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George Cohen, the Federal Mediation and Conciliation Service director, assigned deputy director Scot Beckenbaugh and director of mediation services John Sweeney to the negotiations on Monday.

Last week, Fehr said the sides were $182 million apart on a five-year deal, which comes to $1.2 million annually for each of the 30 teams.

The NHL wants to increase eligibility for free agency to 28 years of age or eight seasons of service, up from 27 years or seven seasons. The league has also proposed adding a year of service for salary arbitration eligibility, hiking it from 1-4 to 2-5 years of service, depending on the age a player signs.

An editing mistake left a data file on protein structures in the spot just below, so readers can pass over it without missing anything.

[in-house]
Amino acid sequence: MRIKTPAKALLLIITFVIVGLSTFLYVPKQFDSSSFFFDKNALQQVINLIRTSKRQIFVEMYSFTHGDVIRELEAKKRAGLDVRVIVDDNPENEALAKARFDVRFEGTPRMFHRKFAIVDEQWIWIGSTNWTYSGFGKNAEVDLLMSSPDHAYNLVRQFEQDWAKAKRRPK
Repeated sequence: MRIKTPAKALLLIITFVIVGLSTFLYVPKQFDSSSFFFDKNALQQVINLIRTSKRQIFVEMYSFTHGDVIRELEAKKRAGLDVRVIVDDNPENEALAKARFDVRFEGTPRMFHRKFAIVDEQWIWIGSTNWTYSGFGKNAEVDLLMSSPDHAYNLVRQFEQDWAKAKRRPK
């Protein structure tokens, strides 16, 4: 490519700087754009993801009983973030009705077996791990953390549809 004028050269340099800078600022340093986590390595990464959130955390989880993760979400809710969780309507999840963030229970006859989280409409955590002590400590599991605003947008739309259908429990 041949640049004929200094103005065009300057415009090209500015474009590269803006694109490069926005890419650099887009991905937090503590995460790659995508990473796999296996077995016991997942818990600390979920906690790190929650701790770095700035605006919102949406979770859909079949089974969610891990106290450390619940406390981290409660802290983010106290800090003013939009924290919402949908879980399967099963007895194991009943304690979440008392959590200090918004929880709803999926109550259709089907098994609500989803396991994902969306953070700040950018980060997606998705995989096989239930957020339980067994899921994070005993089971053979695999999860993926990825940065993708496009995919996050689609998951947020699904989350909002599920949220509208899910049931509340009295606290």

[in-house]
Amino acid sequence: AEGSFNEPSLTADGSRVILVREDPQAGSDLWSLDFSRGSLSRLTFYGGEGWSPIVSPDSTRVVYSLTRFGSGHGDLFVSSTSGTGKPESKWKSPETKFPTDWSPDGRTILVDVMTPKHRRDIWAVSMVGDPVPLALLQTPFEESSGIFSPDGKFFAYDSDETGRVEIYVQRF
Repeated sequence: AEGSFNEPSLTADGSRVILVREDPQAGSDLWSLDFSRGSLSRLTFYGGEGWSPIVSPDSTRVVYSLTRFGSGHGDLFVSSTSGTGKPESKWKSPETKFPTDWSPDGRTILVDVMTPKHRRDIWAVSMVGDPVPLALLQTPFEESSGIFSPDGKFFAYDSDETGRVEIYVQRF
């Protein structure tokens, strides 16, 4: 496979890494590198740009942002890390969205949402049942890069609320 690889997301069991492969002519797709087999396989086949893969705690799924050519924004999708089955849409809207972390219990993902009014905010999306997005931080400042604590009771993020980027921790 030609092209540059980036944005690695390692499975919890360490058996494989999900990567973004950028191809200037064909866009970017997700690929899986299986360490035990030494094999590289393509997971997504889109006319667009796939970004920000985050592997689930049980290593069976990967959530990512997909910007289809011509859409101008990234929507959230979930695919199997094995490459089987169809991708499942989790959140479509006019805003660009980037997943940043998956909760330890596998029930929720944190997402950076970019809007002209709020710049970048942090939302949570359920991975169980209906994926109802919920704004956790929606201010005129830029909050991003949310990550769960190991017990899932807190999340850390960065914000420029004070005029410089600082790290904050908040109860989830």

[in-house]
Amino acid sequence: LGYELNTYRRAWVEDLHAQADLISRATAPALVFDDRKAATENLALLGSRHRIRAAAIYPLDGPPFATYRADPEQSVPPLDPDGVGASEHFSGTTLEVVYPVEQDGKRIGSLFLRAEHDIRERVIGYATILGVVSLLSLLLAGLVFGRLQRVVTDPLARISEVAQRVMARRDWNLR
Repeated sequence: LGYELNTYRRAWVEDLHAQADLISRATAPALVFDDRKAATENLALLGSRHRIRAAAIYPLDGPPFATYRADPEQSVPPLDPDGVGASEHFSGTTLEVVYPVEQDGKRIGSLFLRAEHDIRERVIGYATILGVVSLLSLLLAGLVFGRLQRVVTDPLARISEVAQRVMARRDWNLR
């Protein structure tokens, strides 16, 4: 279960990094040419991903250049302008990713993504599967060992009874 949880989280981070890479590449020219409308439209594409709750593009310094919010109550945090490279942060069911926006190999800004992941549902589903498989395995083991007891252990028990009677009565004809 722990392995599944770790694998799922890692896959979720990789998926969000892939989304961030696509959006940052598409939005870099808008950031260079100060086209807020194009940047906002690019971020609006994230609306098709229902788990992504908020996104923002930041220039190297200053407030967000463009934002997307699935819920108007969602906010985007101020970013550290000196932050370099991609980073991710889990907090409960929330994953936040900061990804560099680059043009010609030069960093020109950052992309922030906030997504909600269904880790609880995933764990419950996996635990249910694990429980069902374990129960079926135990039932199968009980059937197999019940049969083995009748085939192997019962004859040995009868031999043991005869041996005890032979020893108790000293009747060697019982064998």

On Oct. 16, the NHL proposed a 50-50 split of hockey-related revenue, down from the players’ 57 percent portion of $3.3 billion last season. With guaranteed contracts likely to push the players’ share over the halfway mark at the start of the next deal, management wants that money to come out of future years to bring the overall percentage down to an even split over the length of an agreement.

Players previously had proposed they receive a guaranteed amount of income each year.

Owners want a seven-year deal, which the union says is too long because less than half the current players will be active by the last season.